Note: This currency has been replaced by the Euro.
The Greek Drachma (GRD) was the official currency of Greece prior to the inception of the Euro in 2002.
Greece is a country in southeastern Europe, and shares land borders with Albania, the Republic of Macedonia and Bulgaria to the north, and Turkey to the east. The Aegean Sea lies to the east of mainland Greece, the Ionian Sea to the west, and the Mediterranean Sea to the south.
- The Greek economy (the gross domestic product, GDP) expanded at an average annual rate of 4% from 2004 to 2007 and 2% in 2008 (at constant 2000 prices), one of the highest rates in the euro area. However, in 2009 Greece’s GDP fell by -1.9% due to the economic crisis, with steeper declines in subsequent years due to the country’s sovereign debt crisis.
- In late 2009, the global financial crisis and uncontrolled public spending precipitated a sovereign debt crisis for the country, and an austerity package was imposed by the EU and the IMF on the Greek government. These austerity measures were greeted with fury by the Greek public, and lead to riots and social unrest. They also brought on a recessionary economy, and as a result the country's debt to GDP continues to rise rapidly. This crisis is one of the most serious faced by the Greek economy since the restoration of democracy in 1974.
- Greece now uses the Euro, but until 2002 it used the Drachma during several periods in its history, dating back to ancient, classical, and Hellenic times.
- The first modern Drachma was introduced in 1832, soon after the establishment of the modern state of Greece. It replaced the Phoenix at par. The Drachma was subdivided into 100 lepta.
- The first copper coins were in denominations of 1, 2, 5 and 10 lepta; silver coins in denominations of ¼, ½, 1 and 5 drachmae; and a gold coin of 20 drachmae. The 1 drachma coin weighed 4.5 grams and contained 90% silver; the 20 drachma coin contained 5.8 g of gold.
- During the German-Italian occupation of Greece from 1941 to 1944, catastrophic hyperinflation and looting of the Greek treasury caused banknotes in higher and higher denominations to be issued, culminating in a 100,000,000,000-Drachma note issued in 1944.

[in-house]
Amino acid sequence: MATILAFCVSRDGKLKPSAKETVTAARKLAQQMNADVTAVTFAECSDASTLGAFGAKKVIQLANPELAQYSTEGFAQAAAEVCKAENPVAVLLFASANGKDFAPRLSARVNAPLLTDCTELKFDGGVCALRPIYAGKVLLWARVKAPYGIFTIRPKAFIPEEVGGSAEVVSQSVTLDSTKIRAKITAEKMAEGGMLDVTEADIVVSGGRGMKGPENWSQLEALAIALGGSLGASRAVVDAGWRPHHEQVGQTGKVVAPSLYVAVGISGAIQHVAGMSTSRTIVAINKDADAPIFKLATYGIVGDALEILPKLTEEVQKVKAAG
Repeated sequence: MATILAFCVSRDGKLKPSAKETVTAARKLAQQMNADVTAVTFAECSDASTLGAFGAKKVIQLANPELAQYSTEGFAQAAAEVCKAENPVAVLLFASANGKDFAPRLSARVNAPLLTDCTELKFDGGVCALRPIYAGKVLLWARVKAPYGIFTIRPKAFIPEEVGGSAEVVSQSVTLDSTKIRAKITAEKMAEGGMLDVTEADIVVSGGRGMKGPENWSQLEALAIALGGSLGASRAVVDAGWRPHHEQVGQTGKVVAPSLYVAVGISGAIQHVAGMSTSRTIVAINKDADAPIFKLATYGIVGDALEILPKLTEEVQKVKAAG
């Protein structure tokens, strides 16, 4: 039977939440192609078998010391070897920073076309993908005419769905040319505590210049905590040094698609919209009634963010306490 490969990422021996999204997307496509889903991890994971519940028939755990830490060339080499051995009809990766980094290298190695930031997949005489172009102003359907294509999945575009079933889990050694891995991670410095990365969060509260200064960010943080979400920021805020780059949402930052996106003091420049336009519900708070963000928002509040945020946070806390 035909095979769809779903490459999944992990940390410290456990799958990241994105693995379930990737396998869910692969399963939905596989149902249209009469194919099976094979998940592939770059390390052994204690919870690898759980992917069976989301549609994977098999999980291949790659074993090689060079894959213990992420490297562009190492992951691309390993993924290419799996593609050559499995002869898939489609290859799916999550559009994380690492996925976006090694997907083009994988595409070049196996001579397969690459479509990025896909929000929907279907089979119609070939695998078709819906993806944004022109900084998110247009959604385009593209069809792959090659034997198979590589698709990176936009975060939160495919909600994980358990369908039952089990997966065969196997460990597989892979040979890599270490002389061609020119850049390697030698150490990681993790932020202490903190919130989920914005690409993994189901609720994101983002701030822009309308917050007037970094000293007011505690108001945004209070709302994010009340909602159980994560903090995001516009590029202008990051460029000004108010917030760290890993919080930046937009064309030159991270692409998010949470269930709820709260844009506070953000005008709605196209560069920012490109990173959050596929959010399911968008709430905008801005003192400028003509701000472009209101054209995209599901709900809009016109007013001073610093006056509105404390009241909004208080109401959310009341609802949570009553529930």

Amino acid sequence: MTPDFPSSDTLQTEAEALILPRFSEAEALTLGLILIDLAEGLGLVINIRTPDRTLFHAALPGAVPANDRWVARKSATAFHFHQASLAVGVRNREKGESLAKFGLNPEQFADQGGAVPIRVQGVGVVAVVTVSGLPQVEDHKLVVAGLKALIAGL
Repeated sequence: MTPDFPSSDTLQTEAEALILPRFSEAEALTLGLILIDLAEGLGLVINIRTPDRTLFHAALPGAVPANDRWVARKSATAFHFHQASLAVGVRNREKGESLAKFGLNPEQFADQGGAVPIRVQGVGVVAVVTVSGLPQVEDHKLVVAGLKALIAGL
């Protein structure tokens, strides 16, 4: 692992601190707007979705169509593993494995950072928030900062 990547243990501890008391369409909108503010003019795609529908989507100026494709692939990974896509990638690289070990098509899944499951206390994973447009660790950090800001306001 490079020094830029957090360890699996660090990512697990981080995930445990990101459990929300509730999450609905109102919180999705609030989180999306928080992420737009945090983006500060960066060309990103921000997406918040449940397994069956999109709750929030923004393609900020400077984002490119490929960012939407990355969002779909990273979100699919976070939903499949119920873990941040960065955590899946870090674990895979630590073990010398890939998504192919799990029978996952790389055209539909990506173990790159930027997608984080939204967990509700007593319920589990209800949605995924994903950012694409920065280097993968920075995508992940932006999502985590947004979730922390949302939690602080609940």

- In November 1944, after Greece was liberated from Germany, old Drachmae were exchanged for new Drachma at a rate of 50 billion to 1. The government issued notes of 1, 5, 10 and 20 drachmae and the Bank of Greece issued 50 -, 100 -, 500 -, 1000 -, 5000 -, and notes of 10,000 drachmas. Only paper money was issued.
- This second Greek Drachma also suffered from high inflation, so the government later issued 100 -, 500-, and 1,000-drachmae notes, and the Bank of Greece issued 20,000 and 50,000 drachmae notes.
- In 1953, Greece joined the Bretton Woods system in an effort to stop inflation. In 1954, the Greek Drachma was revalued at a rate of 1,000 to 1. The new (third) Drachma was pegged to the United States Dollar at 30 Drachmae = 1 USD.
- In 1973, the Bretton Woods system was abolished. For the next 25 years the official exchange rate gradually declined, reaching 400 Drachmae to 1 U.S. Dollar.
- On January 1, 2002, the Euro officially replaced the Drachma.
Symbols and Names
- Symbols: Δρχ., Δρ., ₯
- Nicknames: none
ISO 4217 Code
- Lepton = 1/100 of a Drachma
- Bills: 50, 100, 200, 500, 1,000, 5,000, 10,000 Δρ.
- Coins: 10C, 20C, 50C; 1, 2, 5, 10, 20, 50, 100, 500 Δρ.
Countries Using This Currency
Currencies Pegged To GRD :
GRD Is Pegged To:
- Euro = 340.750 Drachmae